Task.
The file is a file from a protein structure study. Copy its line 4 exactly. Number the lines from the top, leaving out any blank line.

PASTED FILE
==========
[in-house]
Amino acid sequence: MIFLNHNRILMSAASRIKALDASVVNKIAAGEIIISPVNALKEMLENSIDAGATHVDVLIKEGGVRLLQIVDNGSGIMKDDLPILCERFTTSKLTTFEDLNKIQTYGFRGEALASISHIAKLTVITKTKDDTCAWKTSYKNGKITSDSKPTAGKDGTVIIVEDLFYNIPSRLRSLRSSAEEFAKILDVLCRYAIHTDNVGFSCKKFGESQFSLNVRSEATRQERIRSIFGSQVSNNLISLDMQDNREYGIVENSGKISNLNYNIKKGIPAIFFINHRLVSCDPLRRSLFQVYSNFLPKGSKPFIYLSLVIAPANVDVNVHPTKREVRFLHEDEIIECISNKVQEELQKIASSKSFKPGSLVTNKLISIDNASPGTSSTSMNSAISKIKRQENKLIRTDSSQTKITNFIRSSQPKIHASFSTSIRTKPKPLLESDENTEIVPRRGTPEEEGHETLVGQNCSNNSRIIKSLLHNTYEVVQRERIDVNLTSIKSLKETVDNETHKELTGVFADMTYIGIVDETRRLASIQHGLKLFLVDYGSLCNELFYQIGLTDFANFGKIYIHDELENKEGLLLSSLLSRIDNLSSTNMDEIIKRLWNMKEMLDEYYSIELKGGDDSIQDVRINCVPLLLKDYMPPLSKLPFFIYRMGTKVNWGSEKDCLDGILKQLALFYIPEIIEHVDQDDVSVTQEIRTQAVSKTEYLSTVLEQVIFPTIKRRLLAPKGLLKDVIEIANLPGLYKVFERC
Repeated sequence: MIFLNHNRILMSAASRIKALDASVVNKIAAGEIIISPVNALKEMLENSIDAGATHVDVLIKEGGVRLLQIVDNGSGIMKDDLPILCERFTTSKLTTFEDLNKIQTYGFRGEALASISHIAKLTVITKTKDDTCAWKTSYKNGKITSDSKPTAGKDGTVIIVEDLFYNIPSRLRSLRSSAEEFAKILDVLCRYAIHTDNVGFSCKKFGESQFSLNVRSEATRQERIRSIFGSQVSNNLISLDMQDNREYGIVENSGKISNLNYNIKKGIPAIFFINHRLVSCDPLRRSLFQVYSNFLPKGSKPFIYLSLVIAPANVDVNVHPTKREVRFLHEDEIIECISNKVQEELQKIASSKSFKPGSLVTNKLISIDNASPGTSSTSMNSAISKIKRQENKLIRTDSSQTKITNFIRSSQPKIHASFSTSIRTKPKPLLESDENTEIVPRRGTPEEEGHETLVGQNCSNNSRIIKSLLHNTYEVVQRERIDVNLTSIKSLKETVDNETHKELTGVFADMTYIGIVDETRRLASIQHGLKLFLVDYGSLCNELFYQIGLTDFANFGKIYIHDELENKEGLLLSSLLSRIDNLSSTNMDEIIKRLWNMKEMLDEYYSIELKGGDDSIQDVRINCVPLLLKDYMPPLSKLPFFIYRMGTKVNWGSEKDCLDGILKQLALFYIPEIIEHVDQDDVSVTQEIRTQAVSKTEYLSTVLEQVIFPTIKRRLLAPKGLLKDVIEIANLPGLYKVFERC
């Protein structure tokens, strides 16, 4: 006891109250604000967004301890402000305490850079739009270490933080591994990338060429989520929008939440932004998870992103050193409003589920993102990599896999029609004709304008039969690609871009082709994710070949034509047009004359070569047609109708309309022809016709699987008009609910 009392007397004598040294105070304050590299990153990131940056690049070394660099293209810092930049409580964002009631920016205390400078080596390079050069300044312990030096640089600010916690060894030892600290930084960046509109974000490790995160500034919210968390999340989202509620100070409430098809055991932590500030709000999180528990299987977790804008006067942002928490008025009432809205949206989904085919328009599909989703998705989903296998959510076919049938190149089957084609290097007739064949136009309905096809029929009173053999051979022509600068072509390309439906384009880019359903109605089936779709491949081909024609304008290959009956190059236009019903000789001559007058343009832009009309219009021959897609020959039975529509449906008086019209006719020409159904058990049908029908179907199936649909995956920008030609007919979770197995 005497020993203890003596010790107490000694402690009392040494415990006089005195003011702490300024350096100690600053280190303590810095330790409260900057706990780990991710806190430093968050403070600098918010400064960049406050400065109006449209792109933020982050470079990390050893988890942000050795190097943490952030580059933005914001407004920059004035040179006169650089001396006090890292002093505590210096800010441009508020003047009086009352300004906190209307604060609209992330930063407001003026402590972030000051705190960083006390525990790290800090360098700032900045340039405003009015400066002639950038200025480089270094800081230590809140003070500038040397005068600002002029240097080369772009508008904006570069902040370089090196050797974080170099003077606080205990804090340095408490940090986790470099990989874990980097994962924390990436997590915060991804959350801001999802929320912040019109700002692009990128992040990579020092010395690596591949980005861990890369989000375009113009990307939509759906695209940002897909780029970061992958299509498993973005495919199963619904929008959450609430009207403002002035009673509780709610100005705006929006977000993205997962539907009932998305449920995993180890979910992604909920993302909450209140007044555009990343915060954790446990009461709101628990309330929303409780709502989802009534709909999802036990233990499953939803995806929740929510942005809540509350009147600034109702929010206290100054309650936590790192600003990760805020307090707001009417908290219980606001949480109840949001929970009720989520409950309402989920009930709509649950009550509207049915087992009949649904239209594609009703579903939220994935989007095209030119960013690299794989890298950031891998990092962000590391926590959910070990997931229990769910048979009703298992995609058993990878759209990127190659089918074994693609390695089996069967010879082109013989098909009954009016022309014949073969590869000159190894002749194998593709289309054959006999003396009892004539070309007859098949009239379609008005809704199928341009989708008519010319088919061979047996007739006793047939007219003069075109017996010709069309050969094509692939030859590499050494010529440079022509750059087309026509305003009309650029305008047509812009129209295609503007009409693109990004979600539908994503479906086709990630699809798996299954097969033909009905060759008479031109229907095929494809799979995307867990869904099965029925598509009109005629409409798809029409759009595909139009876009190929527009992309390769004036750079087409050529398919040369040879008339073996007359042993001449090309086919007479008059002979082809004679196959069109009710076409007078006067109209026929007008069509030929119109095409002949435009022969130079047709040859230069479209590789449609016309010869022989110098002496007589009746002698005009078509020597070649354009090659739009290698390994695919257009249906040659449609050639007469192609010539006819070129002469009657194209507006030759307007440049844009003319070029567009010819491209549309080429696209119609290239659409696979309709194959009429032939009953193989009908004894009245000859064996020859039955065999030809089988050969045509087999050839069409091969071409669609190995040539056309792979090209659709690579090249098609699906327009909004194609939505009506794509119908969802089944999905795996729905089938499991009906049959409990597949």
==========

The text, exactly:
């Protein structure tokens, strides 16, 4: 006891109250604000967004301890402000305490850079739009270490933080591994990338060429989520929008939440932004998870992103050193409003589920993102990599896999029609004709304008039969690609871009082709994710070949034509047009004359070569047609109708309309022809016709699987008009609910 009392007397004598040294105070304050590299990153990131940056690049070394660099293209810092930049409580964002009631920016205390400078080596390079050069300044312990030096640089600010916690060894030892600290930084960046509109974000490790995160500034919210968390999340989202509620100070409430098809055991932590500030709000999180528990299987977790804008006067942002928490008025009432809205949206989904085919328009599909989703998705989903296998959510076919049938190149089957084609290097007739064949136009309905096809029929009173053999051979022509600068072509390309439906384009880019359903109605089936779709491949081909024609304008290959009956190059236009019903000789001559007058343009832009009309219009021959897609020959039975529509449906008086019209006719020409159904058990049908029908179907199936649909995956920008030609007919979770197995 005497020993203890003596010790107490000694402690009392040494415990006089005195003011702490300024350096100690600053280190303590810095330790409260900057706990780990991710806190430093968050403070600098918010400064960049406050400065109006449209792109933020982050470079990390050893988890942000050795190097943490952030580059933005914001407004920059004035040179006169650089001396006090890292002093505590210096800010441009508020003047009086009352300004906190209307604060609209992330930063407001003026402590972030000051705190960083006390525990790290800090360098700032900045340039405003009015400066002639950038200025480089270094800081230590809140003070500038040397005068600002002029240097080369772009508008904006570069902040370089090196050797974080170099003077606080205990804090340095408490940090986790470099990989874990980097994962924390990436997590915060991804959350801001999802929320912040019109700002692009990128992040990579020092010395690596591949980005861990890369989000375009113009990307939509759906695209940002897909780029970061992958299509498993973005495919199963619904929008959450609430009207403002002035009673509780709610100005705006929006977000993205997962539907009932998305449920995993180890979910992604909920993302909450209140007044555009990343915060954790446990009461709101628990309330929303409780709502989802009534709909999802036990233990499953939803995806929740929510942005809540509350009147600034109702929010206290100054309650936590790192600003990760805020307090707001009417908290219980606001949480109840949001929970009720989520409950309402989920009930709509649950009550509207049915087992009949649904239209594609009703579903939220994935989007095209030119960013690299794989890298950031891998990092962000590391926590959910070990997931229990769910048979009703298992995609058993990878759209990127190659089918074994693609390695089996069967010879082109013989098909009954009016022309014949073969590869000159190894002749194998593709289309054959006999003396009892004539070309007859098949009239379609008005809704199928341009989708008519010319088919061979047996007739006793047939007219003069075109017996010709069309050969094509692939030859590499050494010529440079022509750059087309026509305003009309650029305008047509812009129209295609503007009409693109990004979600539908994503479906086709990630699809798996299954097969033909009905060759008479031109229907095929494809799979995307867990869904099965029925598509009109005629409409798809029409759009595909139009876009190929527009992309390769004036750079087409050529398919040369040879008339073996007359042993001449090309086919007479008059002979082809004679196959069109009710076409007078006067109209026929007008069509030929119109095409002949435009022969130079047709040859230069479209590789449609016309010869022989110098002496007589009746002698005009078509020597070649354009090659739009290698390994695919257009249906040659449609050639007469192609010539006819070129002469009657194209507006030759307007440049844009003319070029567009010819491209549309080429696209119609290239659409696979309709194959009429032939009953193989009908004894009245000859064996020859039955065999030809089988050969045509087999050839069409091969071409669609190995040539056309792979090209659709690579090249098609699906327009909004194609939505009506794509119908969802089944999905795996729905089938499991009906049959409990597949």